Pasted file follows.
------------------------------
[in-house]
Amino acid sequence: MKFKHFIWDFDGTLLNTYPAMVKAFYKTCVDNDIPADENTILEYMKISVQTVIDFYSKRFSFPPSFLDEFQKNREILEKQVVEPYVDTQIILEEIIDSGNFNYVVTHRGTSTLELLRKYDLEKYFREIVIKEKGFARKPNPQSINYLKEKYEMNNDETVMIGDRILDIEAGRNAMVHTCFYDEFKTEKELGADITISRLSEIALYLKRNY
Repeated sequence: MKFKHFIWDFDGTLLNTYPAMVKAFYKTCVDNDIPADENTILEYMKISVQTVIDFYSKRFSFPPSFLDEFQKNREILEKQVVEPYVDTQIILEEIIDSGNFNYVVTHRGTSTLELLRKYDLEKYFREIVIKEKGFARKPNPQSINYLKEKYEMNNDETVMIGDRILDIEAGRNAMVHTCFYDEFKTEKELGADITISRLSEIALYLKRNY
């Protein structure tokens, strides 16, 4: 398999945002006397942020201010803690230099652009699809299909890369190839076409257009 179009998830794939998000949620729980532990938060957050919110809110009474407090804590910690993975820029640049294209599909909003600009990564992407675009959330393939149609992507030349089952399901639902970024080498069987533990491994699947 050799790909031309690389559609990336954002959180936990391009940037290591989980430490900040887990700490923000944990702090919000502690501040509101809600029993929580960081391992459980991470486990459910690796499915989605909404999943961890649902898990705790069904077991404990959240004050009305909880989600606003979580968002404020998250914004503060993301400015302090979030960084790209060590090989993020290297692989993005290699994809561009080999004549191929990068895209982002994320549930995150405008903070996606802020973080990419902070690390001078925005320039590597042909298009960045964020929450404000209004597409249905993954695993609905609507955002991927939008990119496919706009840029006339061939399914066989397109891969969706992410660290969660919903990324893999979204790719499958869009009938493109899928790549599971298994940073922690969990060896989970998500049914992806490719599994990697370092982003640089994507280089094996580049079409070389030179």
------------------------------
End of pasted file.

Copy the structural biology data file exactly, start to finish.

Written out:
[in-house]
Amino acid sequence: MKFKHFIWDFDGTLLNTYPAMVKAFYKTCVDNDIPADENTILEYMKISVQTVIDFYSKRFSFPPSFLDEFQKNREILEKQVVEPYVDTQIILEEIIDSGNFNYVVTHRGTSTLELLRKYDLEKYFREIVIKEKGFARKPNPQSINYLKEKYEMNNDETVMIGDRILDIEAGRNAMVHTCFYDEFKTEKELGADITISRLSEIALYLKRNY
Repeated sequence: MKFKHFIWDFDGTLLNTYPAMVKAFYKTCVDNDIPADENTILEYMKISVQTVIDFYSKRFSFPPSFLDEFQKNREILEKQVVEPYVDTQIILEEIIDSGNFNYVVTHRGTSTLELLRKYDLEKYFREIVIKEKGFARKPNPQSINYLKEKYEMNNDETVMIGDRILDIEAGRNAMVHTCFYDEFKTEKELGADITISRLSEIALYLKRNY
């Protein structure tokens, strides 16, 4: 398999945002006397942020201010803690230099652009699809299909890369190839076409257009 179009998830794939998000949620729980532990938060957050919110809110009474407090804590910690993975820029640049294209599909909003600009990564992407675009959330393939149609992507030349089952399901639902970024080498069987533990491994699947 050799790909031309690389559609990336954002959180936990391009940037290591989980430490900040887990700490923000944990702090919000502690501040509101809600029993929580960081391992459980991470486990459910690796499915989605909404999943961890649902898990705790069904077991404990959240004050009305909880989600606003979580968002404020998250914004503060993301400015302090979030960084790209060590090989993020290297692989993005290699994809561009080999004549191929990068895209982002994320549930995150405008903070996606802020973080990419902070690390001078925005320039590597042909298009960045964020929450404000209004597409249905993954695993609905609507955002991927939008990119496919706009840029006339061939399914066989397109891969969706992410660290969660919903990324893999979204790719499958869009009938493109899928790549599971298994940073922690969990060896989970998500049914992806490719599994990697370092982003640089994507280089094996580049079409070389030179």